Gold Standard projects to date have saved the carbon equivalent of taking 1.5 million cars off the road for 1 year


Water Benefit Standard: Now accepting project proposals

The Gold Standard has launched our Water Benefit Standard that will drive funding and long-term governance to critically important water projects. By applying a Gold Standard results-based finance, or ‘payment for performance’ model, proven for a decade in financing successful clean energy projects, we will drive investment into programmes that supply, purify, and conserve water.

Project developers can now develop their own projects–either from a new or existing methodology. Submit your project proposal. 

SupplyPurifyConserveWater Benefit Standard Goals:

• To provide safe water to local communities
• To conserve water by decreasing consumption
• To ensure other environmental and social benefits to local communities

Our Technical Advisory Committee comprised of leading technical and policy experts has put together the industry’s first Rules and Requirements and Methodologies for water programmes to ensure initiatives lead to real, measurable, and sustainable outcomes. We completed a 3-month public consultation and the new standard reflects the input from a diverse stakeholder base.

We are now seeking funding to expand and enhance the Water Benefit Standard with a near-term focus on water and agriculture. Please contact the secretariat at info@goldstandard.org if you would like to support the next phases of development.

About the Water Benefit Standard

Frequently Asked Questions

The Water Benefit Standard in Action: Pilot Projects 

The Water Benefit Standard is already making a difference in supplying, purifying, and conserving water around the globe. Take a look at the progress being made by the pilot projects currently underway. 

Whave UgandaWhave Water Security Programme, Uganda
Whave is working with the Ugandan government to develop a national safe water programme that contracts local water service entrepreneurs to establish and maintain improved water sources and promote hygiene. All water access interventions use low or zero carbon emitting technologies supplied by local producers who reach those households with the greatest needs based on consultations with local communities and NGOs.

SugarcaneInitiativeAgsri Sustainable Sugarcane Initiative (SSI), India
The SSI technique features simple innovations that save up to 90% of water during germination and additional water savings throughout cultivation. Smallholders can also increase their income with these sustainable practices. Using revenue from Water Benefit Certificate sales, AgSri will expand the project, subsidise the cost of seedlings for farmers to encourage wider participation, and develop educational campaigns. Read about AgSri’s Millennium Alliance Award >>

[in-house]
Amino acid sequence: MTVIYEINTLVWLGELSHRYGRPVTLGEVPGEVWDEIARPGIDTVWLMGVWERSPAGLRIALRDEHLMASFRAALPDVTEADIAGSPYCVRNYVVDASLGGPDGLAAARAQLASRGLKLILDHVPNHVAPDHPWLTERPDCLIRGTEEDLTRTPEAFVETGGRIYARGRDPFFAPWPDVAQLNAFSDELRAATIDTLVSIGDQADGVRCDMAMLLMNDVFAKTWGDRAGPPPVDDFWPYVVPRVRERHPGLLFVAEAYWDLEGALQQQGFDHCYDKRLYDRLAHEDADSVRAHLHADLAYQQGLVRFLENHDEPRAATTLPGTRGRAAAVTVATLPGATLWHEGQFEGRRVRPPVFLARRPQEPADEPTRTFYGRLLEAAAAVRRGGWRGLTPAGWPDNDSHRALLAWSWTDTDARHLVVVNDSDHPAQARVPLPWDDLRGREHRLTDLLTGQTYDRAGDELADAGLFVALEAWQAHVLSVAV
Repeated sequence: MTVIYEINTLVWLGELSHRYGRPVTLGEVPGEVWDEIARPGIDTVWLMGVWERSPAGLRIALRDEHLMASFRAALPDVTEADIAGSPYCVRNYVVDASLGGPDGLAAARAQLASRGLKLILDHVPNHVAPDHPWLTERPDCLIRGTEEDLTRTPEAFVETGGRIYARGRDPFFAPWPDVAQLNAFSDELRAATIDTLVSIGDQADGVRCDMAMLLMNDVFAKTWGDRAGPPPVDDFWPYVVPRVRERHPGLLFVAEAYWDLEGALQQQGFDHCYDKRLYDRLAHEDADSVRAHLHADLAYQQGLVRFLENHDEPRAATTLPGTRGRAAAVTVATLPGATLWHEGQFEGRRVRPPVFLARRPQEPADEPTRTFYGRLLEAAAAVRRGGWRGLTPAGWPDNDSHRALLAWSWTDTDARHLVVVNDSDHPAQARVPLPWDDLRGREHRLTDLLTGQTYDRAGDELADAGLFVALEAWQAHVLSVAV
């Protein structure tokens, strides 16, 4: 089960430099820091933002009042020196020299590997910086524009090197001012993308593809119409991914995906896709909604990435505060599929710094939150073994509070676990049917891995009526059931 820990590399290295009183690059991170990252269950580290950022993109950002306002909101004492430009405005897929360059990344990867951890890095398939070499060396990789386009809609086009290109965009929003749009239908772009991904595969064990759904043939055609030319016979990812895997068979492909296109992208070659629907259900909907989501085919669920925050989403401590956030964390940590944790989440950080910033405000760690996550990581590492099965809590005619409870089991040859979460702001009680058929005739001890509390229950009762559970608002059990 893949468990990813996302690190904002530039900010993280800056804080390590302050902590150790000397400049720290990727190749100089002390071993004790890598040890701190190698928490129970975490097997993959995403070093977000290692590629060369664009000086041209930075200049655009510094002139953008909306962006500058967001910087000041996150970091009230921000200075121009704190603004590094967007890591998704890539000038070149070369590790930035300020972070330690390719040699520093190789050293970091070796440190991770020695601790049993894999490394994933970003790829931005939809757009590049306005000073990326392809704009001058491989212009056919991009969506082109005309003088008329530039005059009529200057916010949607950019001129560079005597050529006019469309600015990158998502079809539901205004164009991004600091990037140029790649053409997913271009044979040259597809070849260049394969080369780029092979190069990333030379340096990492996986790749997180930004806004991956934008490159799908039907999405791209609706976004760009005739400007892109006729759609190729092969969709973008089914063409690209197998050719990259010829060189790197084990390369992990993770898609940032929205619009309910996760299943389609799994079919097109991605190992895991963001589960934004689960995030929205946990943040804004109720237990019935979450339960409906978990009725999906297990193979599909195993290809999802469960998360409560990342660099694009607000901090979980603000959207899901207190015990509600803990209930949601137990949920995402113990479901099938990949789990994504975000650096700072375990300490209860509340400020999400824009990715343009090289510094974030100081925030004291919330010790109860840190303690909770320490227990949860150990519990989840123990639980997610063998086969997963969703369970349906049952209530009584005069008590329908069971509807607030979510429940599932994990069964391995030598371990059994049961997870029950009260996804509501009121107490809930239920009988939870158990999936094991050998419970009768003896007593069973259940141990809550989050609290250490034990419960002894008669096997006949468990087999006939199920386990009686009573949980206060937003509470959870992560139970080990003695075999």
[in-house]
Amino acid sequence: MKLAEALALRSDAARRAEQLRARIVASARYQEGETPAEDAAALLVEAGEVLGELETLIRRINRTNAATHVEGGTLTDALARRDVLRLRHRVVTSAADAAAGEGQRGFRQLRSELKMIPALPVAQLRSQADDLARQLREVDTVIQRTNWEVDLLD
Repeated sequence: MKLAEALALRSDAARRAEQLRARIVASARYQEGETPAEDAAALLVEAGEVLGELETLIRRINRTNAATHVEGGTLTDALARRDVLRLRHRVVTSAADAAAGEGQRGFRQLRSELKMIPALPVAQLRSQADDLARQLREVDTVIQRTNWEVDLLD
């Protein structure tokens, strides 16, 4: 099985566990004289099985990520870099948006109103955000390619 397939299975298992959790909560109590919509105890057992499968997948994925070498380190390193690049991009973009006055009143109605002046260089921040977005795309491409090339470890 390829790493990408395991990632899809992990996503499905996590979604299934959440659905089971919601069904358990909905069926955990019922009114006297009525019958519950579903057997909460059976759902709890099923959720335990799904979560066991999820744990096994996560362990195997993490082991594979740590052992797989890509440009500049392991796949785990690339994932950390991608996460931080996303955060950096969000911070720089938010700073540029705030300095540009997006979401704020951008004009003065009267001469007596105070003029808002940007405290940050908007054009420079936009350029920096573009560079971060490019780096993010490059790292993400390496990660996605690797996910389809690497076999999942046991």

Why the Water Benefit Standard?

Freshwater sustains life – neither people nor nature can exist without it. It’s necessary for food and energy security, it is vital for human health and functioning eco-systems. Water is also a tremendous contributor to economic growth.

IMG_9337aYet, many of the water systems that keep ecosystems thriving and feed a growing human population have become stressed. Rivers, lakes and aquifers are drying up or becoming too polluted to use. More than half the world’s wetlands have disappeared. Agriculture consumes more water than any other source and wastes much of that through inefficiencies. Experts predict that ‘business as usual’ water use will expose 4.8 billion people to severe water scarcity by 2050. For all these reasons many talk about a global water crisis, along with climate change, as the most pressing challenges of the 21st century.

Today’s Challenges in Water Finance

The World Water Council and Global Water Partnership cite that ‘water, above all, is a problem of governance’. WWF says often laws, policies and institutions meant to protect and manage water aren’t strong enough, meaning that resources aren’t managed well with an often shortfall in necessary investment and technologies. Sustainable WASH (Water, Sanitation and Hygiene) for example, estimates that of 800,000 hand pumps installed in Sub-Saharan Africa over the past 20 years, some 30% are known to fail prematurely, representing a total failed investment of at least $1.2 billion. Less than 1% of projects have any long-term monitoring.

The Water Benefit Standard provides the robust design and governance that will ensure long-term outcomes and drive funding to critically important water projects. As the programme scales up, it can make a meaningful contribution to the post-2015 Sustainable Development Goal to “ensure availability and sustainable use of water and sanitation for all.”

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The standard has been developed in association with the Water Benefit Partners Programme, initiated and managed by First Climate. The Programme is a Public Private Partnership (PPP) between the Swiss Government and a number of NGO and commercial partners.








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